Reportedly, Apple is once again focusing on its buggy iOS issues with iOS 14

Reportedly, Apple will focus on reviewing the way it tests its iOS software. Bloomberg reports that Apple has recently revealed internal changes whereby the company uses software flags in daily builds of iOS in an effort to stabilize future releases. The flags allow Apple's in-house developers to make changes to the beta versions of iOS 14 that internal testers can then enable, allowing Apple to better isolate any bad code.

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It is a process that Google, Microsoft and many others have been using for years to isolate and test changes in Chromium, Windows and other software products. Apple is renewing the way it is testing all its software, including macOS updates, since iOS 13 has been a buggy since its launch in September. Apple has released eight updates for iOS 13 in just two months, addressing various issues such as crashing apps, visual issues, unfinished parts of the dark mode, and even missing features. iOS 13 was in such a poor condition that Apple reportedly considered the 13.1 update to be the "actual public release" that debuted five days after the release of iOS 13.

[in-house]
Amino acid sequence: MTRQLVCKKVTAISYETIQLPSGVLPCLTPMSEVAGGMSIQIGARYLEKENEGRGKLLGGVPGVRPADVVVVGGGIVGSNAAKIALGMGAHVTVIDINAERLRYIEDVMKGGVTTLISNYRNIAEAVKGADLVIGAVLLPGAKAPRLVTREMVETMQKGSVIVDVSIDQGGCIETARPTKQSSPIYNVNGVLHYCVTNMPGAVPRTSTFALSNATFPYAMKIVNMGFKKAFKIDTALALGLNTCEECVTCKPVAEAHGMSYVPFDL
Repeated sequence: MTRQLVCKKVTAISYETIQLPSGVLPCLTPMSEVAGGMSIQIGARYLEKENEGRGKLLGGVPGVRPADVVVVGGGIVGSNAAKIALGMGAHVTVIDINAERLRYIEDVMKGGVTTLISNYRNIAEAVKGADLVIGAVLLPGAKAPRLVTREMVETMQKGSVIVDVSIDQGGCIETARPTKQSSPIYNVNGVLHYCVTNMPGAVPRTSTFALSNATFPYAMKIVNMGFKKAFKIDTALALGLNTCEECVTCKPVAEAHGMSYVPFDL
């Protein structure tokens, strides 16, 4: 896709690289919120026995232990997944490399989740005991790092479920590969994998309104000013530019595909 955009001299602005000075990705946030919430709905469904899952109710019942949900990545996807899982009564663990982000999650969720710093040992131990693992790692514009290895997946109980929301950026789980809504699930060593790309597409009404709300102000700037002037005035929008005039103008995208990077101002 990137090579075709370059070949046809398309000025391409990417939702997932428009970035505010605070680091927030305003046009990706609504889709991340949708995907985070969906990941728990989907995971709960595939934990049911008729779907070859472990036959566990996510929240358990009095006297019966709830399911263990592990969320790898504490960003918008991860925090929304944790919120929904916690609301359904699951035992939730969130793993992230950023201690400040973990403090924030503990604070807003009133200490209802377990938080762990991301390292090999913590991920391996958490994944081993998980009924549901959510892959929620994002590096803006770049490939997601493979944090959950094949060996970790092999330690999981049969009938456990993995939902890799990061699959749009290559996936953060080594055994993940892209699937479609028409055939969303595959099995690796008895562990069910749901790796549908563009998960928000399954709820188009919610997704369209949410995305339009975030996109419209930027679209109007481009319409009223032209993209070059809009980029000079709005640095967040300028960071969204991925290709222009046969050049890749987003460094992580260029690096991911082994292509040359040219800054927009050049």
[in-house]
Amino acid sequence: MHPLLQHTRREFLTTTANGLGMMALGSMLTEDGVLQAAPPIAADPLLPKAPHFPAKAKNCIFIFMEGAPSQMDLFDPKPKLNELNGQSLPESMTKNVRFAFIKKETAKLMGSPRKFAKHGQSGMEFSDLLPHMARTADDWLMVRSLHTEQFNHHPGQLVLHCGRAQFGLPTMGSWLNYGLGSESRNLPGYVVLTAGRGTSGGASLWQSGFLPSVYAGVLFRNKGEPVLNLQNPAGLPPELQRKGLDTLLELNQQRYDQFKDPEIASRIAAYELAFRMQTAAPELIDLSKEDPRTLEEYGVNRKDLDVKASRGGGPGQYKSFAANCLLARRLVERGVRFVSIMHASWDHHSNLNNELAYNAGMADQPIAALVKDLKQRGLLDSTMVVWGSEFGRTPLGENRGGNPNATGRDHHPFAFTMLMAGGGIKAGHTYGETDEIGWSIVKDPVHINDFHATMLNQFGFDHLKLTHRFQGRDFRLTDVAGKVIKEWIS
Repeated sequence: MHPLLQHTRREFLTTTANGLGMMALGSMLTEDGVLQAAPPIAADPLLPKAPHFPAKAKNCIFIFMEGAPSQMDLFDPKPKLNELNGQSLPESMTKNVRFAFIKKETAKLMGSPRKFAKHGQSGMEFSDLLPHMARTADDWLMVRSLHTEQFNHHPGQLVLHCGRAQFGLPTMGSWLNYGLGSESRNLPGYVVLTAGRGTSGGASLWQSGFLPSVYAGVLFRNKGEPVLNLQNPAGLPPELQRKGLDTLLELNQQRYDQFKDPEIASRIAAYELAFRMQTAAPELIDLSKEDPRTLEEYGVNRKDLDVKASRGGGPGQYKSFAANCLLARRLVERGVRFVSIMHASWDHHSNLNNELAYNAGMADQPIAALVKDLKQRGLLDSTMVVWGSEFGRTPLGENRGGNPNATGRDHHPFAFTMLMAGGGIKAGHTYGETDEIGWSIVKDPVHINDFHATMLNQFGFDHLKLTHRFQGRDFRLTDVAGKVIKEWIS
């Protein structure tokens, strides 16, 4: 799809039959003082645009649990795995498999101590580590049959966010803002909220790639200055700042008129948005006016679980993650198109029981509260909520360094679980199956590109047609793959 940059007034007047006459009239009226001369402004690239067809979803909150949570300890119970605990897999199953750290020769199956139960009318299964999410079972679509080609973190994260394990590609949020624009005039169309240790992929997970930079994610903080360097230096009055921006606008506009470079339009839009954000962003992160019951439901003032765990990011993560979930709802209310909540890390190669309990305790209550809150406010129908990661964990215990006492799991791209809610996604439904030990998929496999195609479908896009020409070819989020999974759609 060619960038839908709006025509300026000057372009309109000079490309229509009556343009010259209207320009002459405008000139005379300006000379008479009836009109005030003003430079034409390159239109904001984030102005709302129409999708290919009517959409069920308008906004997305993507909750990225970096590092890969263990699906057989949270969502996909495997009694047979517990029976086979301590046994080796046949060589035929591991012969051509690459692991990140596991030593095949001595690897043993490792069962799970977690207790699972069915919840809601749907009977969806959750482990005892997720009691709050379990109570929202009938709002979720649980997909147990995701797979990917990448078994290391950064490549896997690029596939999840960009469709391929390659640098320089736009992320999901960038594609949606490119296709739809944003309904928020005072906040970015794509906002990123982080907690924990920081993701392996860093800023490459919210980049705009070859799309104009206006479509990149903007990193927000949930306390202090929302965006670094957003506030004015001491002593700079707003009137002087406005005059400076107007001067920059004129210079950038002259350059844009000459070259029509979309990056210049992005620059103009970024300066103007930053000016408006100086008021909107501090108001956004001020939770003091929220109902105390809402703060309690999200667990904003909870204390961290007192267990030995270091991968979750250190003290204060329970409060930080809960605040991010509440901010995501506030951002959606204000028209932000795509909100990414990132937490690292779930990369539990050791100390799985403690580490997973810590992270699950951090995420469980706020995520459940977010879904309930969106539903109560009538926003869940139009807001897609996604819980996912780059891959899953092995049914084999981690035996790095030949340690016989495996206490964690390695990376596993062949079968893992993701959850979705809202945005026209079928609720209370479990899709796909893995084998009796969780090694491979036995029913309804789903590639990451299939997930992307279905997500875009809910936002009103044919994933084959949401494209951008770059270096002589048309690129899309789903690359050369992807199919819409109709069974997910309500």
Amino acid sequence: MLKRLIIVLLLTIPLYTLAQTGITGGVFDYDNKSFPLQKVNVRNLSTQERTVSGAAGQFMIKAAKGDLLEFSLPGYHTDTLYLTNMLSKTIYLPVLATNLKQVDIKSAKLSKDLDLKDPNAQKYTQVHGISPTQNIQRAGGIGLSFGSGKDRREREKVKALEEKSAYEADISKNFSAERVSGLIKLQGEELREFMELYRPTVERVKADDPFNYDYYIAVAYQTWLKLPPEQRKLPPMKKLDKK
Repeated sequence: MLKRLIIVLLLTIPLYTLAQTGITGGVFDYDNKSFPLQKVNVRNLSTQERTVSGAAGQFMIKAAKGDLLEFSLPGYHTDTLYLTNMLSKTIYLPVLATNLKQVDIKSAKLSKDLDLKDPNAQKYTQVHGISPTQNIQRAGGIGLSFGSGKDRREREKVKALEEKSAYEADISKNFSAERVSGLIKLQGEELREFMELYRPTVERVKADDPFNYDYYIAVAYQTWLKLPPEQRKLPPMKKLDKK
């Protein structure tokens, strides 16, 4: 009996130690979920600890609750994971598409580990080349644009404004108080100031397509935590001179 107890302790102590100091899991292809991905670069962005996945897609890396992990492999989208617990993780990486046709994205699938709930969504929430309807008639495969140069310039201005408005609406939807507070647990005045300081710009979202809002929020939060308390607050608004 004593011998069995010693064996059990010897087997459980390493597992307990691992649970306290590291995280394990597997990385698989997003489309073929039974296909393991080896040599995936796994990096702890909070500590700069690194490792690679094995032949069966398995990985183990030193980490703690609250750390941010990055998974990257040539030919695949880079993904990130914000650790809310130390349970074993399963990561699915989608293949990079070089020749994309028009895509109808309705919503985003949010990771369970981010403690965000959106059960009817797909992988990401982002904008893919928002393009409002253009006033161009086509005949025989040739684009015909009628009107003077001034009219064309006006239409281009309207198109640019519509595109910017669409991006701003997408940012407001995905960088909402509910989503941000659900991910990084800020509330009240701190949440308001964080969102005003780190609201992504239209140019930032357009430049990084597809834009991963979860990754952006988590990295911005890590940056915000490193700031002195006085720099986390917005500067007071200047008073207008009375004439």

Bloomberg does not reveal exactly what will be part of iOS 14, but it is clearly working on the underlying stability of Apple's mobile operating system. Hopefully this means that even public beta versions of iOS 14 will be more stable than what many experienced with iOS 13. This is not the first time that Apple has focused on bugs, performance and stability with iOS. The iOS 12 release from the company is aimed at making things work better than adding new features.

Yet Apple has not yet separated its major iOS releases from its new iPhone hardware. Every year there is a new iPhone with a new iOS update, and it often feels like the operating system and functions are rushed to get to these new devices on time. New hardware naturally needs new software, and maybe software flags can help here, but they will not fully address the underlying problem of focusing on an iPhone release date instead of software quality.

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